August 9, 2005
Melanoma Rates in Kids Continue to Rise
NEW YORK -- The annual rate of occurrence of new melanomas in children in the United States is increasing "rapidly," according to a new report.
"Melanoma is becoming more common in children and adolescents and should be excluded by biopsy if a mole becomes painful, ulcerates, increases in size or bleeds," advised Dr. John J. Strouse in comments to Reuters Health.
Strouse from Johns Hopkins University School of Medicine, Baltimore, and colleagues used data from the National Cancer Institute's SEER database to investigate the incidence of childhood melanoma from 1973 to 2001.
The incidence of melanoma in children increased by almost 3 percent per year, the investigators report in the July 20th Journal of Clinical Oncology.
Melanoma incidence was higher with increasing age and in females, but significantly lower in blacks, Asians and Native Americans than in whites, the report indicates. The incidence of melanoma directly correlated with environmental UV radiation exposure.
Nonetheless, melanoma in children is quite rare. For example, even among the highest risk group -- older white teen girls -- about three cases of melanoma occur among 100,000 individuals per year.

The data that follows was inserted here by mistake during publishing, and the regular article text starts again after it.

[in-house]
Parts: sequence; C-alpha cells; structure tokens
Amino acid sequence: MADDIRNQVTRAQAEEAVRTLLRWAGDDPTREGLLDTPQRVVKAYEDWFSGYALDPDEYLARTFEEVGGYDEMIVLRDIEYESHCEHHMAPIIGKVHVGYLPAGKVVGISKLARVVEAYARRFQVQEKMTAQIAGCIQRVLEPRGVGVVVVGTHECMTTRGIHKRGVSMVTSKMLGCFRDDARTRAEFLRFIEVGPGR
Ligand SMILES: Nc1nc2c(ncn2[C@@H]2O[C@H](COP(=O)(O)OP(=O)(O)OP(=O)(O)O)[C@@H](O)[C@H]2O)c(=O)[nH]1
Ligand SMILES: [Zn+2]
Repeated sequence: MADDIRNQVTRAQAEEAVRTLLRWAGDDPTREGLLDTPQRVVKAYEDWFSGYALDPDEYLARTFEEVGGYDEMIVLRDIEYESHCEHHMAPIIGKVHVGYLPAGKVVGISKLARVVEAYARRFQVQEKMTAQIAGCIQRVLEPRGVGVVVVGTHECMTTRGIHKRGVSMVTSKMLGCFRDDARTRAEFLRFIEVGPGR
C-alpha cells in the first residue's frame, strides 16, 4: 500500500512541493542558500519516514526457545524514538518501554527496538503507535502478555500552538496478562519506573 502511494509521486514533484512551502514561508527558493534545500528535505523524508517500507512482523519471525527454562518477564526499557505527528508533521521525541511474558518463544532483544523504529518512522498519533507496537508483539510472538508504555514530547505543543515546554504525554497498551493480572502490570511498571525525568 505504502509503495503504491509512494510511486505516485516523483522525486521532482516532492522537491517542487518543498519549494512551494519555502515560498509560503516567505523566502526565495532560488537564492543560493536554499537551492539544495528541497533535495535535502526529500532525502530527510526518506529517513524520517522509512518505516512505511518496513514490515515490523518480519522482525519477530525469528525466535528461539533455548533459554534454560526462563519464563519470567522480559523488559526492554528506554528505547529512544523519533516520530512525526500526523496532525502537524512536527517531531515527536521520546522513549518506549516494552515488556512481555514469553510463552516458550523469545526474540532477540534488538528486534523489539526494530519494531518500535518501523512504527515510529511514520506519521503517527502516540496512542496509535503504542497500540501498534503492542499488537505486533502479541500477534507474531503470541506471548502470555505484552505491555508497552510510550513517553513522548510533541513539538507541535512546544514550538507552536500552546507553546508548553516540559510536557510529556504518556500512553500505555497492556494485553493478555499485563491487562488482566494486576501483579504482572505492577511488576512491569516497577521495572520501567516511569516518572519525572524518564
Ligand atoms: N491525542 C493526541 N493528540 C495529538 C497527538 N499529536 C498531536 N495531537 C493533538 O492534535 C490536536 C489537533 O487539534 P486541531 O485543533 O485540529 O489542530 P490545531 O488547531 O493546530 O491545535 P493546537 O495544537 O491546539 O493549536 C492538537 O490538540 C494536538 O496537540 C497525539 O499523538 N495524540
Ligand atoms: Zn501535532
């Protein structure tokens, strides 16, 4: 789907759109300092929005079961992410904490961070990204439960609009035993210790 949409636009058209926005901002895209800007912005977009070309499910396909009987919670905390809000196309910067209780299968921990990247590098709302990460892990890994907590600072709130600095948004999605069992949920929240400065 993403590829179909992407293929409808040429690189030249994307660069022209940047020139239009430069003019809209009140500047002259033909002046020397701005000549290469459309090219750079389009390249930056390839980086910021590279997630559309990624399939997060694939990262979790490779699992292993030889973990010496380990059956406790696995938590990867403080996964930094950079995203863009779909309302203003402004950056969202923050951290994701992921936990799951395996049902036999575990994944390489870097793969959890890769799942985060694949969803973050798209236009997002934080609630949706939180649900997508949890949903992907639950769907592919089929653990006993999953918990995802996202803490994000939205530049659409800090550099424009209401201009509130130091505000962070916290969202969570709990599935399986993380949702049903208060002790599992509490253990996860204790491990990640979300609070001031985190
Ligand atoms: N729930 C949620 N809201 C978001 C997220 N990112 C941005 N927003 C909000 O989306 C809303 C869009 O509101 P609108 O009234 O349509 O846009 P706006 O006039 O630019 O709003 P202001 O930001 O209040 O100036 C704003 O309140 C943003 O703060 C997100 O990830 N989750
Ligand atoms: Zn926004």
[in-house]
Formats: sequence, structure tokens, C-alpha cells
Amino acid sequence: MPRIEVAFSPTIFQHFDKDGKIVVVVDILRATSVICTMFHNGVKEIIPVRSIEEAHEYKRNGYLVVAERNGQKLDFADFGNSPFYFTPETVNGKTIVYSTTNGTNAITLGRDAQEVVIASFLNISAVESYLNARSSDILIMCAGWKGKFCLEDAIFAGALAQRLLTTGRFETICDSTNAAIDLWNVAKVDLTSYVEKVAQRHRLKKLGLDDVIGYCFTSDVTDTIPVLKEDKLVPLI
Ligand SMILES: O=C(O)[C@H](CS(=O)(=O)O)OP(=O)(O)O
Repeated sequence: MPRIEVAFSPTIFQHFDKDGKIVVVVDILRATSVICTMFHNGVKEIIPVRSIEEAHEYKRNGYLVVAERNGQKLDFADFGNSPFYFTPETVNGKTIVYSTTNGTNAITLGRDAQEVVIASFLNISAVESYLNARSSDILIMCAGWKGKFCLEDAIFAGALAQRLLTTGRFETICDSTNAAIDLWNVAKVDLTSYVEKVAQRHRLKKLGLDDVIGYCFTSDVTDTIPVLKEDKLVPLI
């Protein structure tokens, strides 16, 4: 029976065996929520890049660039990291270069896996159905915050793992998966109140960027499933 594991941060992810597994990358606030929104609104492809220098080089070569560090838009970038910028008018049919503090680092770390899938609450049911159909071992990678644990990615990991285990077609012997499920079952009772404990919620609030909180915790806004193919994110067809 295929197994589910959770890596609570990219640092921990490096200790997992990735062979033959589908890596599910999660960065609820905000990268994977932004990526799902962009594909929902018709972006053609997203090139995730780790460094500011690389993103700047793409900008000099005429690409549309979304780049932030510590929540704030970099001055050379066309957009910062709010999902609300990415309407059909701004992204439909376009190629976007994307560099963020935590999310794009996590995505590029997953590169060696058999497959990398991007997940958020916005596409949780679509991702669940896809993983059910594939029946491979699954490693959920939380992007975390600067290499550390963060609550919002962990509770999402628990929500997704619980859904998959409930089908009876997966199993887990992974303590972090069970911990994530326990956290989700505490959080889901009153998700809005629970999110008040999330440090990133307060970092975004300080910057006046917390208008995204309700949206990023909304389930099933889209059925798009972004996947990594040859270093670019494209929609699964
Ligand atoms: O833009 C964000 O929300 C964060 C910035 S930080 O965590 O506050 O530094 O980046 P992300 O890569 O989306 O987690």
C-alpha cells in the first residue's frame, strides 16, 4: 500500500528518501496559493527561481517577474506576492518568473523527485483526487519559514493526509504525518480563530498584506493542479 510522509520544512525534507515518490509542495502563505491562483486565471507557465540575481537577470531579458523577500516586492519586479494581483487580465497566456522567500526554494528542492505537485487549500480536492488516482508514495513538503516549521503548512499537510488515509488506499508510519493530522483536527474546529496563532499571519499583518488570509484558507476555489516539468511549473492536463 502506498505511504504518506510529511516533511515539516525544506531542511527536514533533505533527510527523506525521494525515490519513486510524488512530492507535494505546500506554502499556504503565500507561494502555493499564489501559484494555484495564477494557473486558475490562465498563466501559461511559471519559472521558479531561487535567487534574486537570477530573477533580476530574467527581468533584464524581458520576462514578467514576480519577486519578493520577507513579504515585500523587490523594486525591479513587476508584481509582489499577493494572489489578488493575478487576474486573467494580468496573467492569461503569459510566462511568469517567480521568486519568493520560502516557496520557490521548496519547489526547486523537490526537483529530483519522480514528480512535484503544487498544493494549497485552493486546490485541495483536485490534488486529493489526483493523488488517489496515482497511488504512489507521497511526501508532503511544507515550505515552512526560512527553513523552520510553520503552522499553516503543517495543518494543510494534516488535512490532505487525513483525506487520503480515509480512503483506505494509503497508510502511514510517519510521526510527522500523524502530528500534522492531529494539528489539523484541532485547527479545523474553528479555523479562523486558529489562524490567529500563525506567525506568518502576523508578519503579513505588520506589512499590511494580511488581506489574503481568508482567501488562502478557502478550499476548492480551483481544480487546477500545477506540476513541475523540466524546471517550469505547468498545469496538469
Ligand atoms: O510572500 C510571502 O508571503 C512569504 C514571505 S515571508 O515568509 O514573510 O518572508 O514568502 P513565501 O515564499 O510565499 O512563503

Survival after a diagnosis of melanoma was lower for males than females, the study shows. However, "With local excision, 5-year survival for pediatric melanoma is excellent," the authors conclude -- except in "infrequent cases" when the cancer has spread into the body.
"No clear screening recommendations exist for children," Strouse noted, "and screening is unlikely to be worthwhile given the rarity of melanoma in children." However, if a parent or older child spots an unusual growth, "Timely evaluation of concerning skin lesions is important," Strouse added.
"Prevention by reducing environmental UV exposure is key," he stressed. That is, using sun screen and clothing to block UV, avoiding hours when UV exposure peaks, and "avoidance of indoor tanning."
SOURCE: Journal of Clinical Oncology, July 20, 2005.